Brandie Tarvin, MCITP Database AdministratorLiveJournal Blog: http://brandietarvin.livejournal.com/On LinkedIn!, Google+, and Twitter.Freelance Writer: ShadowrunLatchkeys: Nevermore, Latchkeys: The Bootleg War, and Latchkeys: Roscoes in the Night are now available on Nook and Kindle.
ScottPletcher
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matt6749 (7/28/2014)
One followup. (Hope I'm not annoying everybody):

With the Simple recovery model I'm using, would BEGIN TRANS and COMMIT statements help free up space in the log when used as follows:

instead of using this:

delete from x ...
update x ...
insert into x ...

use something like this below (that way the log space might be reused) ?

BEGIN TRAN
delete from x ...
COMMIT
BEGIN TRAN
update x ...
COMMIT
BEGIN TRAN
insert into x ...
COMMIT


That might (should?) allow the log file to be truncated (freed up for reuse) earlier, particularly if the delete, update and inserts are large-volume transactions.

SQL DBA,SQL Server MVP(07, 08, 09) Prosecutor James Blackburn, in closing argument in the Fatal Vision murders trial:
If in the future, you should cry a tear, cry one for them [the murder victims]. If in the future, you should say a prayer, say one for them. And if in the future, you should light a candle, light one for them.
Brandie Tarvin
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samanta0rodriges (7/30/2014)
why won't Shrinkfile help?


If you are not regularly backing up the transaction logs, the log won't free up any space. It will hold onto all the space it has (and can get) and keep the transactions in there. Therefore, a shrinkfile operation will look just look at the log and say "no free space to shrink" and finish without actually doing anything.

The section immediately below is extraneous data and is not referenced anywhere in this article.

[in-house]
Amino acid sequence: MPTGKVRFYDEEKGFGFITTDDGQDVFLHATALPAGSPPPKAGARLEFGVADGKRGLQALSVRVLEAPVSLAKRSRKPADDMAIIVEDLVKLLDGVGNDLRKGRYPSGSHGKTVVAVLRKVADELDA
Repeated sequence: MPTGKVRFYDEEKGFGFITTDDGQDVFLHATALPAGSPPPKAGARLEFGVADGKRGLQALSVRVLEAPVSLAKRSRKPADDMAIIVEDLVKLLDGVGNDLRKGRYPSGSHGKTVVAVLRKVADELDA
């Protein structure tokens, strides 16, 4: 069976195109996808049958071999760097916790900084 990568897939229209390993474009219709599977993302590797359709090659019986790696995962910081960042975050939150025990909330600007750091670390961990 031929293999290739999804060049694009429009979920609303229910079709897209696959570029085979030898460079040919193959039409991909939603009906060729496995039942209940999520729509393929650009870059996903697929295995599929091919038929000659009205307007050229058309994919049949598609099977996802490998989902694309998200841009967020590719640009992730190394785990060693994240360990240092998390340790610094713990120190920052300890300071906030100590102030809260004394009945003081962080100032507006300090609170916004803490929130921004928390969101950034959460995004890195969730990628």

samanta0rodriges (7/30/2014)
How often is "regular" transaction log backups?


That depends on your system setup. Is it an OLTP or a data warehouse? How often are transactions getting pushed into the database? How much data can be lost if the system goes down?

Depending on those factors, a "regular" transaction log backup can be anything between once a day to once an hour to once every 15 minutes. At my workplace, we have some DBs that have a once an hour log backup during business hours only, some DBs (Simple mode) that have no log backups at all, and some DBs that have a log backup once every 4 hours during the 24 hour day. It just depends on what the databases are doing, how often updates happen, their recovery mode, etc.

Brandie Tarvin, MCITP Database AdministratorLiveJournal Blog: http://brandietarvin.livejournal.com/On LinkedIn!, Google+, and Twitter.Freelance Writer: ShadowrunLatchkeys: Nevermore, Latchkeys: The Bootleg War, and Latchkeys: Roscoes in the Night are now available on Nook and Kindle.
matt6749
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Well, after a crash course in log files, thanks to everyone here, here's what I believe I have to do:

My hosting company limits my combined db + log size to 400mb.
Db is in Simple recovery mode.
The log still grew to over 400mb with the last run of my transactions. Using explicit transactions (BEGIN TRANS..COMMIT) did not help this.
So I've concluded that I HAVE to shrink the log (unfortunately) after I run these transactions (weekly).
After shrinking I will rebuild the indexes to help reduce the fragmentation.
I can't see any other way to handle this.
Sigh...
Go